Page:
Words by Ben Mitchell
Photos by Jonny Proudman – see more at Jonny’s Oktoberfest Flickr page
Friday afternoon, 5pm. Time to rush out of work, quickly fill my car full of all the cycling and camping paraphernalia I can find and head off to Bristol. Why? It’s time for Oktoberfest!
It was dark when finally I turned up after sitting in the Bristol traffic for what felt like eternity, but thankfully the amazing MB Swindon fairies had already set up the camp in a prime track-side location – perfect for encouraging (and heckling) passing riders. I stuck my head through the door and said hello to some familiar faces (and a few new ones) before quickly setting up my tent before it got too dark.
Once my accommodation was sorted and ready, I decided to set upon cooking my high energy pasta dinner in preparation for the racing. Then Phil Mayger returned from the Luff bus tent with a burger, which sounded like a much better idea. So with a burger in one hand and a cider in the other I sat down with the rest of the campers and chatted about bikes, the race to come and the usual excellent banter I’ve come to expect at an MBS event. After a few more bodies arrived and set up tents, we all decided it was pretty cold, and a sleeping bag would be a pretty good idea.
Come the morning, everyone was up bright and early to prepare for the day. Plenty of porridge, a quick change of front inner tube (I’d decided to leave home with a puncture already on my bike so I wouldn’t have to bother with having one during the race) and I was as ready as I was going to be, so I sat back and watched all of the professional looking race teams (and the gravity team) arrive and get ready. Talk was centred around the best tyres to use given the expected slippery conditions. Fortunately I only have one pair and they were already on the bike, so I didn’t have to worry about such trivial things as grip at this stage.
I’d been selected through process of elimination to start first for my team (with Pete R, Phil M and Pete T), so after the briefing I tucked my riding glasses into a pocket in preparation for the first competitive running I’d done since school sports day and cycled down to the start line.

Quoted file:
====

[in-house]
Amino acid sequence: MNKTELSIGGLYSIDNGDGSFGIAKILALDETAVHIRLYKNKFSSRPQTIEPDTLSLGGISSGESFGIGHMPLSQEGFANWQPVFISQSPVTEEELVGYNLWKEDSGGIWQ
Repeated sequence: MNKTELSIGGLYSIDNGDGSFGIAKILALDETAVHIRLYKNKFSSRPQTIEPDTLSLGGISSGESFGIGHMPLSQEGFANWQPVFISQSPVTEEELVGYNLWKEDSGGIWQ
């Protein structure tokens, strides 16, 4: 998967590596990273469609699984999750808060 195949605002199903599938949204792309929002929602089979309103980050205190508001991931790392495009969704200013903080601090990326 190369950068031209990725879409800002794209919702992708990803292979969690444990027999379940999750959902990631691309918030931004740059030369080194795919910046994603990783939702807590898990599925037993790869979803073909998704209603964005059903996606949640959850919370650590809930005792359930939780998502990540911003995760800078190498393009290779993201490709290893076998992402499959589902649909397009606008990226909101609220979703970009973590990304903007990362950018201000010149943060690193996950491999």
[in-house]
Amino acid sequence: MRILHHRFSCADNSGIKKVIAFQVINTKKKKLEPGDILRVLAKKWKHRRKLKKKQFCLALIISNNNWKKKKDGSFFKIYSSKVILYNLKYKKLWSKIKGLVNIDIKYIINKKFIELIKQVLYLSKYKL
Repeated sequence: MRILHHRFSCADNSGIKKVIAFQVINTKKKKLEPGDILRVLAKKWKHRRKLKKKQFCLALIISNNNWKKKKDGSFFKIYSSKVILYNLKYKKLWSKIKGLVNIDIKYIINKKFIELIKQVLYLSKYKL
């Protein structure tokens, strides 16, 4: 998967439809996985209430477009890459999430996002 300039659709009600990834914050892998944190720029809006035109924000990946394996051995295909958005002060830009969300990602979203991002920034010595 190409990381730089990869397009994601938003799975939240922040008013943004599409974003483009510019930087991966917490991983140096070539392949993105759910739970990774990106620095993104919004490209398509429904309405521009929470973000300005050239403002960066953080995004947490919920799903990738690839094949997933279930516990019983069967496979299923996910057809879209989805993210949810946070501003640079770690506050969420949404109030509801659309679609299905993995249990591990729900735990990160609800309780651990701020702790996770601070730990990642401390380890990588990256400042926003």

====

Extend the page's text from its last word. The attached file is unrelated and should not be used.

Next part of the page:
It seemed that no sooner had I pushed my way to the back of the great wall of competitors there was a call of “3… 2… 1… GO!” and chaos ensued. I realised that the flat soles on my shoes were not made for sprinting on damp grass so moved over the gravel fire road which was a much better surface until I was swarmed with bikes and riders attempting to get a quick getaway. Eventually I reached the MBS flag and jumped on my bike and we were finally racing! Sort of. After a slow moving peloton on the fire road up to the actual course, we all ended having to queue politely into the first corner for five minutes or so before we set off along the great single track at Ashton Court.
I’d never ridden round the course until this first lap, but it turns out to be a very decent and enjoyable route. After the nice queue I found myself at the back of a train of similarly paced people going into the first single track, so thought I’d use this first lap as an opportunity to learn the trail and find a good pace. About this time I also realised that I’d forgotten to put my glasses on after the sprint, and also that they were no longer in my pocket… ah well! To me the course seems to be four nice bits of mostly fun single track linked by four fire road climbs, with the last section being the highlight of the lap for me. A great rock garden decent with plenty of choice of line. I took it a bit steady this first time, but still had a great go down it.
One final effort up the last fire road climb brought me into the transition area where I handed off our relay baton (a pink hair tie..) to Pete R and finally I could catch my breath, eat a load of pasta, enjoy some of Kat’s brilliant cake and chat with people about how slippery it was out there. I found the two hours or so between my laps flew past, the highlight of the first stop being Phil Allum attaching a cowbell to his saddle for what seemed like a giggle, but could possibly have been a tactical master plan.